by RAHIMI YUNUS / pic by ARIF KARTONO
A FORMER director of SRC International Sdn Bhd did not rule out the possibility that his signatures could have been forged by the company’s top brass to expedite the movement of millions of ringgit.
Datuk Suboh Md Yasin (picture), a key prosecution witness in former Prime Minister (PM) Datuk Seri Mohd Najib Razak’s corruption trial, told the court yesterday that his signature on the hard and scanned copies of the instruction letters were not identical.
Najib’s defence team had suggested that Suboh’s signature could have been forged in some of the bank’s transfer instruction documents.
The former PM’s lead counsel, Tan Sri Dr Muhammad Shafee Abdullah, had shown several banking-related documents with Suboh’s signature during cross-examination and later used an overhead projector to superimpose the signatures.
Suboh had agreed that all his signatures on the scanned documents showed were identically “perfect” upon the superimposition, as though they were photocopied to each other.
The prosecution than superimposed another set of documents between the hard and soft copies of the instruction letter to prove that the signatures did not match.
Suboh also agreed that his
signatures on the hard copies of the instruction letters did not look exactly the same as the scanned copies.
Muhammad Shafee claimed that there were no issues with then SRC International MD Nik Faisal Ariff Kamil’s signatures, pointing out that the missing CEO could possibly have forged Suboh’s signatures.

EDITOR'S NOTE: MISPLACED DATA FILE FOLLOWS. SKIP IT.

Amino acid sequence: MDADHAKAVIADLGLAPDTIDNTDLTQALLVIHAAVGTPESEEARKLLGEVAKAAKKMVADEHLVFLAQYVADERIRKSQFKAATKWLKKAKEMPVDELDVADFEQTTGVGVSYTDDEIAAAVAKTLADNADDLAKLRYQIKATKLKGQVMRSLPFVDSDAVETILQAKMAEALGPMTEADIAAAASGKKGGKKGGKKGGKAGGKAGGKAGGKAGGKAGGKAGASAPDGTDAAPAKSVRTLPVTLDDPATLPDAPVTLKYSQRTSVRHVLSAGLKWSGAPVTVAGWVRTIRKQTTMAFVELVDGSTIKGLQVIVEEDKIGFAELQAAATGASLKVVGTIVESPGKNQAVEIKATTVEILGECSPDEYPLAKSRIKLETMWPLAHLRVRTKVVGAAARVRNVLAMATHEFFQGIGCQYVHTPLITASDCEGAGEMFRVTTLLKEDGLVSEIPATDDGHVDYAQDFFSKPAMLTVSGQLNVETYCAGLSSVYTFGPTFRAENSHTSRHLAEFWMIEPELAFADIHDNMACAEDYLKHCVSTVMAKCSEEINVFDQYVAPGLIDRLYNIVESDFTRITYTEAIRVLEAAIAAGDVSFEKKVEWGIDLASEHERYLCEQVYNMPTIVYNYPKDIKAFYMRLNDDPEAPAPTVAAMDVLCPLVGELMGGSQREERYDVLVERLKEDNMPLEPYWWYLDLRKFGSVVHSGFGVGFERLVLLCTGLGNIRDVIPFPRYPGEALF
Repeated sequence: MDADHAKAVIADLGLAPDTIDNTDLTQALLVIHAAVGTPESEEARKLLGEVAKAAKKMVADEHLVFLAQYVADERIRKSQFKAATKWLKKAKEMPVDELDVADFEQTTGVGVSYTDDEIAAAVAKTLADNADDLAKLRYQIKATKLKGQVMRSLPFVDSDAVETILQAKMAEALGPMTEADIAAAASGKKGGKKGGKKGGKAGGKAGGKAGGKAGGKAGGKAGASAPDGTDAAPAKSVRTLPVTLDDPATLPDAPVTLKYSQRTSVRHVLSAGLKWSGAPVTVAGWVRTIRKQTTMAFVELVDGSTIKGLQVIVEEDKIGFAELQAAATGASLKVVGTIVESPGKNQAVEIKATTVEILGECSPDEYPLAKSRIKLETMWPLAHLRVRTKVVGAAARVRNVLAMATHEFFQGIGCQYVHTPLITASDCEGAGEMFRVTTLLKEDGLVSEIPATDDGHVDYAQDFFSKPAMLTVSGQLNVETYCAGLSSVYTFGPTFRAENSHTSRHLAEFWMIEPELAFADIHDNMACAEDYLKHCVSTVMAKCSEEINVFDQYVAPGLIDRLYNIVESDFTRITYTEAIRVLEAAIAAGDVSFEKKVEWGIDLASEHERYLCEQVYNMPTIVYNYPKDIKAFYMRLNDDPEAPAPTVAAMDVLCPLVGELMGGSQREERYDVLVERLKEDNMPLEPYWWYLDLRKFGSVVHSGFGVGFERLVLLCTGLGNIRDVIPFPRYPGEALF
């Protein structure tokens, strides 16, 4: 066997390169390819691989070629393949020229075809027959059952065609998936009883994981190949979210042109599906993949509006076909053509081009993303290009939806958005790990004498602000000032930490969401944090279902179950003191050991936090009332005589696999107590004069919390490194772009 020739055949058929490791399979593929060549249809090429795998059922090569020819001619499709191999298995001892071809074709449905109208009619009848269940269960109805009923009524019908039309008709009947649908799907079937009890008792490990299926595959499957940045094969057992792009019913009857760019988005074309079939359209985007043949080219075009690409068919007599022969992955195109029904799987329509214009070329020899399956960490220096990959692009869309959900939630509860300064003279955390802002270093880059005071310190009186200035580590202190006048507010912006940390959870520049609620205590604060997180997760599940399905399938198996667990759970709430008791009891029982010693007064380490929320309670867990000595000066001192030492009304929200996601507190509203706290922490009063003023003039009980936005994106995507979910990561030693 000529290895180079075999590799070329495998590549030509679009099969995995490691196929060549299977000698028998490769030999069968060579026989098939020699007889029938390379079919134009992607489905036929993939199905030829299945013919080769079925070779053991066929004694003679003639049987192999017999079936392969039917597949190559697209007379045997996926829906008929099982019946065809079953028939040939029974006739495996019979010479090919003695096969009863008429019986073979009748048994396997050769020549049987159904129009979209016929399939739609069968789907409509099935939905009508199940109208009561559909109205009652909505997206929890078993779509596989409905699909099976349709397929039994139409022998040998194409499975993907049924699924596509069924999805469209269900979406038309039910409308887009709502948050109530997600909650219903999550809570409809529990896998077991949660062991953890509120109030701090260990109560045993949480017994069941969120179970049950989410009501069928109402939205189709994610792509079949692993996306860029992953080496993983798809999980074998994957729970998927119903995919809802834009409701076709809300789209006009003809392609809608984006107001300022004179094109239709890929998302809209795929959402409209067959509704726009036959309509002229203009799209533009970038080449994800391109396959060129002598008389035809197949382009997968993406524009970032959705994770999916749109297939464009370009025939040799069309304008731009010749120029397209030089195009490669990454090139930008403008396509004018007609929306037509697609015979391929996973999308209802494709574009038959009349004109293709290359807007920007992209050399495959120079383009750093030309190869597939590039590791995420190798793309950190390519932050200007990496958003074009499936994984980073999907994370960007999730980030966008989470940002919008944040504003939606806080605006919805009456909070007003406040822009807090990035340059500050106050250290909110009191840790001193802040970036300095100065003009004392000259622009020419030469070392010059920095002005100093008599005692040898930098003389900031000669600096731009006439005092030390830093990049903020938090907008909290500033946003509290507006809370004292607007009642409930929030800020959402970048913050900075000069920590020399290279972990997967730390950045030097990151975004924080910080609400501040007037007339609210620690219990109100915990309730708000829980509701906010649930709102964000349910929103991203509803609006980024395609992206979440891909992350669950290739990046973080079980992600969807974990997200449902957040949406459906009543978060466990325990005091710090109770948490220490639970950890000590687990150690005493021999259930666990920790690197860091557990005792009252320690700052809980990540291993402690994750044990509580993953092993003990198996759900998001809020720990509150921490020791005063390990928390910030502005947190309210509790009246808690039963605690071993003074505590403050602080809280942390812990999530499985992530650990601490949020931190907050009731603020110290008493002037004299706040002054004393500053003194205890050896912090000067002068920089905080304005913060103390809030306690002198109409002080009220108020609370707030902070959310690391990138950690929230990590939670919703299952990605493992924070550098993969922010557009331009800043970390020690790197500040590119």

“I am putting to you that Nik Faisal forged and scanned your signatures?” Muhammad Shafee said.
“Maybe,” said Suboh, who had also been on the run following the investigation into the SRC International case.
Suboh testified that he had six different questioning sessions with the Malaysian Anti-Corruption Commission (MACC) — once in 2015, and five times after the 14th General Election (GE14).
The 68-year-old corporate figure said the MACC did not conduct any signature sampling exercise with him, or queried over the differences in signatures.
In the morning, the defence requested Suboh to perform signature sampling in court.
Suboh said he had indeed signed instruction letters for fund transfers, as asked by Nik Faisal.
Moreover, Suboh testified that he signed instruction letters involving three transactions — RM40 million, RM5 million and RM5 million — from SRC International to Gandingan Mentari Sdn Bhd and Ihsan Perdana Sdn Bhd between Dec 24, 2014, and Feb 6, 2015, purportedly for corporate social responsibility purposes.
The prosecutor’s 42nd witness also said he had no questions over the transfers, despite holding directorships in both SRC International and Gandingan Mentari.
“I acted based on the advice from Nik Faisal. He was the CEO. He was responsible in finance and administration matters. Hence, I leave that to him. I was told by Nik Faisal to sign and I just follow,” Suboh said.
Nik Faisal and Suboh were the two signatories of SRC International.
Suboh also said he was last contacted by Nik Faisal some time after GE14 last year.
Nik Faisal — whose whereabouts are unknown — had him leave Malaysia, Suboh said, adding that the former could have been calling him from Shanghai, China, as had appeared on his phone.
Nik Faisal is believed to be the key “link” between SRC International’s board and Najib, as testified by the company’s former director and chairman Tan Sri Ismee Ismail.